We all know how the system works. Colleges with competitive sports programs recruit top high school athletes, offering the cream of the crop full scholarships. And that’s where the “aid” stops. The NCAA will swear to that on a stack of freshman comp books. Varsity athletes are expected to make the grade in class, or they’re out.
While athletes are not allowed to receive special help with their courses, there is a tacit understanding that the faculty will keep mum about their academic performance.
Now one counselor at University of North Carolina has gone outside the “code” and is paying the price. According to the Associated Press via the Huffington Post, Mary Willingham, who works in the school’s Center for Student Success and Academic Counseling, has gone public with the less-than-stellar reading scores of students who compete on the vaunted football and basketball teams. And she has received death threats for her trouble.
Willingham said her research of 183 football or basketball players at UNC from 2004-12 found 60 percent reading at fourth- to eighth-grade levels and roughly 10 percent below a third-grade level. She said she worked with one men’s basketball player early in her 10-year tenure who couldn’t read or write.
Willingham has said in interviews that she has received death threats and hate mail for outing the athletes. Both claims are currently under investigation by UNC police.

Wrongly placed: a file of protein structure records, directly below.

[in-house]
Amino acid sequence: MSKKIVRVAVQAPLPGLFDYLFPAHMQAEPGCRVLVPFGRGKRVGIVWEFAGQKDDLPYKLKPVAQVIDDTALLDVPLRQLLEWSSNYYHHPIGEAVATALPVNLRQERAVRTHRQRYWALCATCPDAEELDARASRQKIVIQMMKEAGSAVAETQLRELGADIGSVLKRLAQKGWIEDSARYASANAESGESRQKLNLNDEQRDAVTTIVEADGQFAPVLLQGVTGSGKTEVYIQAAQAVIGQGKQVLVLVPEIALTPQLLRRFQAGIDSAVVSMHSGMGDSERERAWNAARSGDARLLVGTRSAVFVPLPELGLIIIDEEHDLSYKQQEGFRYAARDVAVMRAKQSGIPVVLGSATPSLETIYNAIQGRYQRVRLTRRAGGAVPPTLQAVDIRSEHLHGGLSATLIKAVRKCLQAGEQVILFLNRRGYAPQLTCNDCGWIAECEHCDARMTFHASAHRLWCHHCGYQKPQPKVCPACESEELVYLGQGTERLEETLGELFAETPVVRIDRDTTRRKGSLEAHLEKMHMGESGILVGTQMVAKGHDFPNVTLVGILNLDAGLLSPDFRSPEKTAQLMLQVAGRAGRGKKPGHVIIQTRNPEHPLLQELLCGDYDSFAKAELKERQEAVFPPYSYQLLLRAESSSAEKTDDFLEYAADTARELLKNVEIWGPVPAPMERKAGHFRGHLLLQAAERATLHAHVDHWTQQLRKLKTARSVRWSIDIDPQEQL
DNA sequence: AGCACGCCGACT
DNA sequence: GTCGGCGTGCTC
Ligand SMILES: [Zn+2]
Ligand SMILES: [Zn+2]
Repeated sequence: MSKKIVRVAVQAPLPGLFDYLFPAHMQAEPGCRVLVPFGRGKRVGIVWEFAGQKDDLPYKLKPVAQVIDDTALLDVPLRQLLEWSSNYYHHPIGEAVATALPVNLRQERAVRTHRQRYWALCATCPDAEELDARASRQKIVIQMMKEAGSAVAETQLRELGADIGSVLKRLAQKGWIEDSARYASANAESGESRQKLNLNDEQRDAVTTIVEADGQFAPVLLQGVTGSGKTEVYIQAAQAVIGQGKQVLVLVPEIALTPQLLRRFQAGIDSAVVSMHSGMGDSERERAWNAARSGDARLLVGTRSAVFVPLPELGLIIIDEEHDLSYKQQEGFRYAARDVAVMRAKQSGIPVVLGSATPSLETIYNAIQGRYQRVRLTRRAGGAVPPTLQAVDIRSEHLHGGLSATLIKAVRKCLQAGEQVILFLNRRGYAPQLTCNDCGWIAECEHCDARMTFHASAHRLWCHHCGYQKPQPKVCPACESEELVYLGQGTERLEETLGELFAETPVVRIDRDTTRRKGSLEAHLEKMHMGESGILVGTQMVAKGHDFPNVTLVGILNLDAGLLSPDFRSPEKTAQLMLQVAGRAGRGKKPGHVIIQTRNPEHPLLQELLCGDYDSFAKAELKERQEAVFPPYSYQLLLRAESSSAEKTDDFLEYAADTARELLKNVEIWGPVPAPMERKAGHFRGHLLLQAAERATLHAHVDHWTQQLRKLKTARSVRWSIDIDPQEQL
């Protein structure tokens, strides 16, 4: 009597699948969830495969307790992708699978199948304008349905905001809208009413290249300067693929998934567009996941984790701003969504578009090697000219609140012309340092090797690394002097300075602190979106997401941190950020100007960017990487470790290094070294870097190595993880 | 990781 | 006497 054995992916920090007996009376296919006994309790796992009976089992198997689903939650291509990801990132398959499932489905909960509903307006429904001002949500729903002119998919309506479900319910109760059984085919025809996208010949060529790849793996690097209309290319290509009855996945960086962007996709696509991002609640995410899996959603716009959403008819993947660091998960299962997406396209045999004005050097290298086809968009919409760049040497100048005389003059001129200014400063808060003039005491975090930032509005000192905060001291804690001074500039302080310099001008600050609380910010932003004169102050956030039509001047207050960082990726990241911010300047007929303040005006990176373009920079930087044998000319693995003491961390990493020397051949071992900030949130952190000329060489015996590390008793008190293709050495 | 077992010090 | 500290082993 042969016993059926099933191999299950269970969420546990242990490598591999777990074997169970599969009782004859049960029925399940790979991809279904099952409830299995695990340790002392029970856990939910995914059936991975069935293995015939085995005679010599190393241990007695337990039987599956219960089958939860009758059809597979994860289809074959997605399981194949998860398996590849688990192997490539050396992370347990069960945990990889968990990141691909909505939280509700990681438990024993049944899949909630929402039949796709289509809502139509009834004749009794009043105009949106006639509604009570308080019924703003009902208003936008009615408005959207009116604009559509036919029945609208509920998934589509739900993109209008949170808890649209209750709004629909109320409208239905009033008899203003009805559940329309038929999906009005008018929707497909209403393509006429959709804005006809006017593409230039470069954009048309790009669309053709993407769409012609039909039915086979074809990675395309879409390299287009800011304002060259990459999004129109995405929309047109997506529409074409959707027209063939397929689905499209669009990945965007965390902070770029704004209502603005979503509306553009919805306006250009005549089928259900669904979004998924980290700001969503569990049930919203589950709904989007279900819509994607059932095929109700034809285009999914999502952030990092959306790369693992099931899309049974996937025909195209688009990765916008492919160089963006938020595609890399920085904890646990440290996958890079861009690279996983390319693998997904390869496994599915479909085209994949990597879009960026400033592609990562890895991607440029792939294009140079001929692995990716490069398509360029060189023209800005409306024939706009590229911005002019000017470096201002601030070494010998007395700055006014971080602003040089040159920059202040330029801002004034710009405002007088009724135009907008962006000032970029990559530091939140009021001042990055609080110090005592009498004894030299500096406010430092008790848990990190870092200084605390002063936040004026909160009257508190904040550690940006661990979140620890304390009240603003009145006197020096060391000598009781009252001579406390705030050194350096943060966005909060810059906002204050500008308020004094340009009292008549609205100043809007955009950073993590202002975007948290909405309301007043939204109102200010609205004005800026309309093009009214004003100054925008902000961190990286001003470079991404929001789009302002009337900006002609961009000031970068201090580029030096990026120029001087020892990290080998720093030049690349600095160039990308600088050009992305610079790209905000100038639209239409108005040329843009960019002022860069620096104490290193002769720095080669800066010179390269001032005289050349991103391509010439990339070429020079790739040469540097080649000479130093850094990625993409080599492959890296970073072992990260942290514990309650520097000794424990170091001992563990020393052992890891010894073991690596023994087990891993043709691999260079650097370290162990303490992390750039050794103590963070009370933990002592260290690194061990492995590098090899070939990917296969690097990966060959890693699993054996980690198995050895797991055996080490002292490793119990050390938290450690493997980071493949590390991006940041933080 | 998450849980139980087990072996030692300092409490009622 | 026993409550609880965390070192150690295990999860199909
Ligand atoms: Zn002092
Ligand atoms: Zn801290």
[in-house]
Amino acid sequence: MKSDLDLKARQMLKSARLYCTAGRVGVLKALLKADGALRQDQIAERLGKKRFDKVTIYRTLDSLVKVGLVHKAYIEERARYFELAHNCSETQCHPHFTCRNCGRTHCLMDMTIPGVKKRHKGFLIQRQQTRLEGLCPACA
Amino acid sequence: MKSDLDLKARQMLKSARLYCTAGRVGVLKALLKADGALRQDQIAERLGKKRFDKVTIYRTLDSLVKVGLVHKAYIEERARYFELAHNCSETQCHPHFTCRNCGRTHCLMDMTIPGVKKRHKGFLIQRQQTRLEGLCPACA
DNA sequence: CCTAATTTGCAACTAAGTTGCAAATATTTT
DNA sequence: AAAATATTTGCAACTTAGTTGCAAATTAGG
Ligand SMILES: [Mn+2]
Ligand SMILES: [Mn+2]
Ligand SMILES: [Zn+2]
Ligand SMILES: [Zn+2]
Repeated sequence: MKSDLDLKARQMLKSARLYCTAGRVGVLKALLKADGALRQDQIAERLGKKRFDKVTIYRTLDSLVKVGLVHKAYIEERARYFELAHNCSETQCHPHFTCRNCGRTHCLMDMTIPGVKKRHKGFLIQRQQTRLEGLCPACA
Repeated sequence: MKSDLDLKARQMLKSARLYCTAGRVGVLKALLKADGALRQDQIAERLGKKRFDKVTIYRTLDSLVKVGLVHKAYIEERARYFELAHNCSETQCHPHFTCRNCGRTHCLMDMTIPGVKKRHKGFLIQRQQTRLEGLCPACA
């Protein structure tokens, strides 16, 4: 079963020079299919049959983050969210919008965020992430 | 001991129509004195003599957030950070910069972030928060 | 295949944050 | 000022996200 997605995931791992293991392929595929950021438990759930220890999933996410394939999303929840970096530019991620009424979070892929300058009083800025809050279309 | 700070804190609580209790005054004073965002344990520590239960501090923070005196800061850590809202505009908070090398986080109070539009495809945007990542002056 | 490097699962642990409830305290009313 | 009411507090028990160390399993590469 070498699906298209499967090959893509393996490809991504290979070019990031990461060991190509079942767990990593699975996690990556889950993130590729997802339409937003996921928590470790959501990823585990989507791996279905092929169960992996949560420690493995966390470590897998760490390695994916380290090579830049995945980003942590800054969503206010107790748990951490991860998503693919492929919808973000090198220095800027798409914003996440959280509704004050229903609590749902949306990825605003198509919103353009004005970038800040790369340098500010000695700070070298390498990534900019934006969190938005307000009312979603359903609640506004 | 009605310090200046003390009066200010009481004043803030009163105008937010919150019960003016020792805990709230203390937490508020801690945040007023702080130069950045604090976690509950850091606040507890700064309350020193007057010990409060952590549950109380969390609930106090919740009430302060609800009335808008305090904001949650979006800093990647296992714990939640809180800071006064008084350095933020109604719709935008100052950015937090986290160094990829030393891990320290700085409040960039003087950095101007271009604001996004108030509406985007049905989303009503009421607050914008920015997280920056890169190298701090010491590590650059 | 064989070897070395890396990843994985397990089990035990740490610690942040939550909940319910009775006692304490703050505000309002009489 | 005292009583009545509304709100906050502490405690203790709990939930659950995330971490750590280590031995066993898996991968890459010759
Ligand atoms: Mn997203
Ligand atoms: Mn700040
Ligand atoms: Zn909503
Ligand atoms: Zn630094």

Lissa Lamkin Broome, a banking law professor and UNC’s faculty athletic representative, said that Willingham had shared her findings previously but hasn’t provided data to support her conclusions. Said Broome:
If Mary’s data uncovers issues that would be helpful to us in our admissions process or in our academic support process, then I want to know about those so we can benefit from whatever work she has done … in moving forward and doing things better.
If there seems to be a note of skepticism in Broome’s reaction to Willingham’s bombshell, there is nothing nuanced about the reaction of coach Roy Williams, who told reporters point-blank:
I don’t believe it’s true. It’s totally unfair. I’m really proud of the kids we’ve brought in here…. We haven’t brought anybody in like that. We’ve had one senior since I’ve been here that did not graduate.
Anybody can make any statement they want to make but that is not fair. The University of North Carolina doesn’t do that. The University of North Carolina doesn’t stand for that.
Admissions director Stephen Farmer agreed for the most part, insisting that his office won’t hesitate to tell coaches no if a recruit can’t handle coursework.
We do not rubber-stamp anyone for admission. We evaluate students for admission and we decide whether the students are capable of succeeding academically at UNC. That’s about as plain as I can make it.
We are determined to do right by our students…. As difficult as those things have been, the whole focus has been on trying to get better. We want to learn what we can so we can do better, and actually, I think we’re on the right path.